Clinton is likely to continue the policy of President Barack Obama that implies increasing social expenditure. Such policy may be backed only by expanding the national debt or increasing taxes. At the same time national debt is one of the most urgent problems of the US economy.
Now the US national debt exceeds $19.5 trillion or 105 percent of the country’s GDP. During eight years of the Obama presidency it has almost doubled from $10.63 trillion. However, that was not considered as a problem as the economy grew by 3 percent per year and FRS maintained low refinancing rates (0.25 – 0.5 percent).
According to the Bipartisan Policy Center, the US debt will reach record $20.1 trillion two months after the presidential elections. The new leader will face the necessity to explain to the Congress the reasons for a new increase of debt ceiling.
Each kind of restructuring of debt or even speculations about that is a blow to the global economy. Now states are saving about $6.3 trillion in US obligations – about 10 percent of the word GDP. Devaluation of these obligations is possible if the US resorts to emission of currency in order to service its debt. Trump did not rule out such possibility.
He also criticized FRS for delaying the rise of the refinancing rate in order to ensure Clinton’s victory. So, the rate is expected to increase after the elections, the economy will slow down and the debt issue will need to be solved.
"The correlation is likely to be the following: the rate will be increased and the value of dollar will rise. So, the price of most commodities will be under pressure. That will also lead to the pressure on commodity currencies including ruble and partial capital outflow to developed countries … For US companies that will mean that prices for the goods produced in the United States would increase and the US export which is already 30 percent lower than the US import will further decrease. It will me more profitable to produce goods abroad and that will lead to outflow of jobs from the United States to developing countries," Russia's trade representative to the United States, Alexander Stadnik, said.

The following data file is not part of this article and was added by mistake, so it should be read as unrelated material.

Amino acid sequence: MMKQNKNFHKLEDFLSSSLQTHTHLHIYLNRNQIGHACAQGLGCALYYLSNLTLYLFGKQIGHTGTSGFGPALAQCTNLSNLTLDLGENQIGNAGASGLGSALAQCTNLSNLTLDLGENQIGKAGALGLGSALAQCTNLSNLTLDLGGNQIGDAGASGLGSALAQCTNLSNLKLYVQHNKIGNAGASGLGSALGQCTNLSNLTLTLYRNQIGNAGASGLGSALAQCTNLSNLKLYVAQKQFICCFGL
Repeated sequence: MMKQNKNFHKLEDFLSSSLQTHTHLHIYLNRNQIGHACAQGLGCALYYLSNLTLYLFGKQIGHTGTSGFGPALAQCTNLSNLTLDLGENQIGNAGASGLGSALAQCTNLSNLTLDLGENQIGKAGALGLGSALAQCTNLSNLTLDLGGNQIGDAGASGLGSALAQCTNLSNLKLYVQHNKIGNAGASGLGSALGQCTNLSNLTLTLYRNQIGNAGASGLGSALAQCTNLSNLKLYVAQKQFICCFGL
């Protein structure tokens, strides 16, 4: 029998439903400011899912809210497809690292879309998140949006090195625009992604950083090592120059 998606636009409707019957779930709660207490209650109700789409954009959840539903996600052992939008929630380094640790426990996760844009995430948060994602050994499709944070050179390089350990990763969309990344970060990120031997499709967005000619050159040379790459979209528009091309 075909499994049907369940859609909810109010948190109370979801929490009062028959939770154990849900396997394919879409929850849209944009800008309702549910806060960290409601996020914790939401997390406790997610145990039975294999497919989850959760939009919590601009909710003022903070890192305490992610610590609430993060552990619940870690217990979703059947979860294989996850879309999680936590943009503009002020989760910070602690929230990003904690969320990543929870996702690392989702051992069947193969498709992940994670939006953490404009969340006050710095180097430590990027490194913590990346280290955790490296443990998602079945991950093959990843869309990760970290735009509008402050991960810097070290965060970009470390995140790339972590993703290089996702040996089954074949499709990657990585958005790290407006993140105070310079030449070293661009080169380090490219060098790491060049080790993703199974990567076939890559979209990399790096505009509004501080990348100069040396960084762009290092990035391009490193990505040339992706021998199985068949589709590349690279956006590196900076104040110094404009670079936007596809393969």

US policy aimed at reducing harmful emissions from fossil fuels will also be important for the global market. Clinton is known to fully support the Paris Climate Agreement.
The agreement, part of the UN Framework Convention on Climate Change, is designed to take effect one month after being ratified by 55 signatories representing 55 percent of worldwide greenhouse-gas emissions. A total of 83 countries have already ratified the agreement, which is regarded by the Obama administration as one of the most significant achievements.
Trump criticized this policy saying during the presidential debates in St. Louis, Missouri that the energy branch was under siege during the Obama presidency.
Because of the administration’s aspiration to reduce harmful emissions as soon as possible, consumption of coal became unprofitable. Such giants as Arch Coal and Peabody Coal turned bankrupt. Experts expect that the next "crusade" will be against the oil branch.
"If Hillary Clinton wins the US Presidency, the outlook on all fossil fuels looks bad. She fully supports the Paris Accords which calls for the decarbonization of all fossil fuels. The advice she has received from Podesta and others is that the US and other parts of the world can go to 100% renewables … Should she become President she will press vigorously this same shut down in Nigeria, Europe and Norway as well. All of this under the guise of combating global warming and climate change. For Russia and Saudi Arabia, it is likely she would press for high import duties for ‘dirty’ fossil fuels," Fearn Oil Vice President Michael Moore said.
The United States as the world economic center will continue to develop and dictate its terms to the whole world, but its influence will decrease. Ian Bremmer, the president of the Eurasia Group consulting firm, published a report earlier this year claiming that the global economy would witness significant changes with emerging new economic centers such as China and India.
Bremmer noted that new economic models were being created and the United States would not play such a significant role in the future. He added that the United States itself is responsible for the destruction of the Bretton Woods system as it was dictating its rules of the game to other countries too actively.